Gardening: A flower garden to fit your home and lifestyle
PUBLISHED: 16:44 29 May 2013 | UPDATED: 16:44 29 May 2013
Creating a garden with a year-round display of flowers takes patience and a certain amount of experimentation. Which flowers you decide to grow depends very much on personal taste and the conditions that your garden has to offer.
In order to plant the garden of your dreams make a plan to visit local gardens. A copy of the NGS Yellow Book is essential as this offers lists of private gardens that open for charity. Simply look up your county and ear mark tempting gardens. Visit local plots and they should share your soil type, so quite simply you can copy the plant combination you like and you’ll have a higher chance of success. Many open gardens also sell plants at very reasonable prices for charity so this is a wonderful opportunity to fill your borders.
A visit to a garden show such as Malvern Spring Gardening Show (9-12 May www.threecounties.co.uk) will open your eyes to the vast variety of plants available. At shows such as this you’ll meet specialist nursery men and women and have the opportunity to ask them which varieties are right for your garden. If you are new to gardening you will leave with a higher understanding of the vast opportunities and variety of flowering plants.
Choosing a theme
After garden visiting you’ll quickly pick up on the different looks that can be created with the clever use of plants. Flower colour can determine the mood of a space and flower type the style. White gardens are popular to add light to shady gardens and offer an impressive look in the evening, whilst deep red and oranges offer a party feel and warm up a space. If you plan to create a restful space then pastel colour will work a treat.
The style of your garden will also be dictated by the character and the style of your houses – after all this is the biggest feature in any garden. A more contemporary look is often desirable in order to compliment a new home. To match the planting to your home select just a few flowering plants and plant in blocks or drifts. Often the more architectural flowers are favoured for modern looks such as the neat spheres of alliums and the tall spike of verbascums – in short, less is more.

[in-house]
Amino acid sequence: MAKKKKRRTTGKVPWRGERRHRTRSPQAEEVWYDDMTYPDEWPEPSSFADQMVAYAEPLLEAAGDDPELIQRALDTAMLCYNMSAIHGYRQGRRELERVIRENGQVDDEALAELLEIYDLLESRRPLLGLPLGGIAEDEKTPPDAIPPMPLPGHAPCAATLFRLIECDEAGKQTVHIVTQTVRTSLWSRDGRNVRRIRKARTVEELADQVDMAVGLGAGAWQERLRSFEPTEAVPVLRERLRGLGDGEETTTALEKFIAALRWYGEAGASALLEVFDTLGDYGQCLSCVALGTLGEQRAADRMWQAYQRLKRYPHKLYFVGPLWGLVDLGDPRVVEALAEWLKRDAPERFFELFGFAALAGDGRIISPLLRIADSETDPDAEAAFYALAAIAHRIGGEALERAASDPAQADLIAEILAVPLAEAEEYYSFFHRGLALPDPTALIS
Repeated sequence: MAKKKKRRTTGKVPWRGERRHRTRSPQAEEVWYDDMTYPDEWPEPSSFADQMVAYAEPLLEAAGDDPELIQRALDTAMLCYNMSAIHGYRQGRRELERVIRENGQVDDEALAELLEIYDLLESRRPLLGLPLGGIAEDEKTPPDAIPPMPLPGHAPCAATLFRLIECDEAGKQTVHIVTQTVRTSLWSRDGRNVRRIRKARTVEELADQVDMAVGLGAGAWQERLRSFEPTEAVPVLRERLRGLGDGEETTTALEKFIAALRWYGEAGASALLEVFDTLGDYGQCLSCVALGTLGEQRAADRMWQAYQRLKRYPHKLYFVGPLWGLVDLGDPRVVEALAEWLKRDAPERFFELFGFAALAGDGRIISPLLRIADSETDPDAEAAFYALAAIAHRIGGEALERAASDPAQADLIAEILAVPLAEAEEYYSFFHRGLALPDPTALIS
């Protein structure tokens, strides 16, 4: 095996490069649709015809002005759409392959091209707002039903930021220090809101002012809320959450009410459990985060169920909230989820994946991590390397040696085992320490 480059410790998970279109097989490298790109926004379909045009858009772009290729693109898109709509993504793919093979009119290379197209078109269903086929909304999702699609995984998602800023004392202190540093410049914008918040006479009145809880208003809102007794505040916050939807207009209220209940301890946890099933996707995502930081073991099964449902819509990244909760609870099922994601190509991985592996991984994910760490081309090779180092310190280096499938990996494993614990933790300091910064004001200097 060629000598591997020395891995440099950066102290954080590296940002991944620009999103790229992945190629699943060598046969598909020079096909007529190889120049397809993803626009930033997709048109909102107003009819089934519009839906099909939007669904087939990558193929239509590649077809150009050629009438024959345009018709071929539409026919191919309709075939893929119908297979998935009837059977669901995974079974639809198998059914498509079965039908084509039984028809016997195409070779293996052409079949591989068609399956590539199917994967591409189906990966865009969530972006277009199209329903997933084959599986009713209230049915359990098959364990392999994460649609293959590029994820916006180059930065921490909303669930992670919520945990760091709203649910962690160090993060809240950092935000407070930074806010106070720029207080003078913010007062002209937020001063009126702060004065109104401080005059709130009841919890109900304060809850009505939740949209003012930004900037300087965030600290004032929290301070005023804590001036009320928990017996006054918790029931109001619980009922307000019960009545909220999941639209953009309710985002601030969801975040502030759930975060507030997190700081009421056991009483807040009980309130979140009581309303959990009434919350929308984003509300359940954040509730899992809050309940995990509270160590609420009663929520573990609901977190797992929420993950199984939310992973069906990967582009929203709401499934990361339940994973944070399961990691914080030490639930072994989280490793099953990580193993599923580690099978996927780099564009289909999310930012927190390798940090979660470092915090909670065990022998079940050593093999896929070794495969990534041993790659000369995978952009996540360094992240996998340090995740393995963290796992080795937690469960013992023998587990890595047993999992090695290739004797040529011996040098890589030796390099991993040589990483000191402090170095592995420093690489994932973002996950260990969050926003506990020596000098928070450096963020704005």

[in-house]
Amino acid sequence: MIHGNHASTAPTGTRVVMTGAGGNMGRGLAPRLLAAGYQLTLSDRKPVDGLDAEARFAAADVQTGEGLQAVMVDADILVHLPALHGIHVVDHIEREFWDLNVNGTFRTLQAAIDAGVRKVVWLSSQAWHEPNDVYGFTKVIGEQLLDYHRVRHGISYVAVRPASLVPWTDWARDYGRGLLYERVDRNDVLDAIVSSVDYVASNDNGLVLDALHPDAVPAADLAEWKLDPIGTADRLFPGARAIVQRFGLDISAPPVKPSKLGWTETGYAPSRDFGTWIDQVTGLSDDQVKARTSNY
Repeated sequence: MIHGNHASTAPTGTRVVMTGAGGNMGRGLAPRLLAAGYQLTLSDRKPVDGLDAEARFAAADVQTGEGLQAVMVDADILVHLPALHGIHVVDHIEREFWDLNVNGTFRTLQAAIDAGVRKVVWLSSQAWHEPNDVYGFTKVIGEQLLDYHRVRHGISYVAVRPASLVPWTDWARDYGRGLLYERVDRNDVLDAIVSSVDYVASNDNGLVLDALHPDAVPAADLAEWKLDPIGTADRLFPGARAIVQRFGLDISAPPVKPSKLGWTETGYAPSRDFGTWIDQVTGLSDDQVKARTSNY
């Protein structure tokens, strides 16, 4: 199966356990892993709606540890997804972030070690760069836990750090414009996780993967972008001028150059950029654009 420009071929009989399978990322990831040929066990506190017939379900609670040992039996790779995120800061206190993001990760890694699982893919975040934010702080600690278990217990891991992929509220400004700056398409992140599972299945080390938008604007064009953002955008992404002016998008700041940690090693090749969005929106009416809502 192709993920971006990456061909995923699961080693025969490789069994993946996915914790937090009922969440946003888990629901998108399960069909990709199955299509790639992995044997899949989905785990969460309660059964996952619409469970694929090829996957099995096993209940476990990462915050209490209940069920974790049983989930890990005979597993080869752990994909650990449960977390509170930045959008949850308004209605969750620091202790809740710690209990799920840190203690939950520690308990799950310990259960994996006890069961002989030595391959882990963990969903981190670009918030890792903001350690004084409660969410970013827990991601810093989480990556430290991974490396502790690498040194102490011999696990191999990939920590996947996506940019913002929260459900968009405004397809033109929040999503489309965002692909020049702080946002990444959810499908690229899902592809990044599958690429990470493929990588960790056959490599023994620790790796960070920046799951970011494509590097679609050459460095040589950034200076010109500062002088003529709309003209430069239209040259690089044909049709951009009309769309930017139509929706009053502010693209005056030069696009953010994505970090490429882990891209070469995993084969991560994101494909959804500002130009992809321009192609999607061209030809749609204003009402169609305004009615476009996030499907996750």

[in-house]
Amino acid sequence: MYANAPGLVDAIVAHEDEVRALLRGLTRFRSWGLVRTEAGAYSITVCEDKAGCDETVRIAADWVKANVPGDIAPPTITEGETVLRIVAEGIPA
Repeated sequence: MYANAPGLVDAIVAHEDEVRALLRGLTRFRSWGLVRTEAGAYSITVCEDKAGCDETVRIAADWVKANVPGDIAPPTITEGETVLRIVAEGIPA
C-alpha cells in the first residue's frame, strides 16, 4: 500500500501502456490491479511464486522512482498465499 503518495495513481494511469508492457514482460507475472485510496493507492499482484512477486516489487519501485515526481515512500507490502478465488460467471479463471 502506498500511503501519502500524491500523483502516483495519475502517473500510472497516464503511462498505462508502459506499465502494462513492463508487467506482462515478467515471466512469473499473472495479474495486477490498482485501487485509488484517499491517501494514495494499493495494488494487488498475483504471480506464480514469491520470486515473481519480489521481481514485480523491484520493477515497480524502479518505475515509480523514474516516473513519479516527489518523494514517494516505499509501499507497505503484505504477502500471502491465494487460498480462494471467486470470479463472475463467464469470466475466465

In contrast those with a more traditional home can feel confident in planting a hotchpotch of flowers. This party of colours and shapes will result in a classic cottage garden look.
Once you have your theme and colour choice take time to consider the shapes, textures and growing habit that flowering plants offer. Some plants such as thyme and violas are low growing and offer interest at the front of the border, while peonies, iris and poppies are perfect for the middle of the border. For great height opt for the likes of delphiniums and foxgloves and don’t forget that walls can be clad with flowering plants such as clematis and roses.
To create the best plant combinations try to plant those with contrasting shapes and textures together. A clever gardener will hope that each plant can be easily picked out and is complimented by its partner. This is an art and if a combination doesn’t work then moved plants in autumn.
Whatever you grow the most important thing to remember is that it’s your garden and rules are there to be broken!
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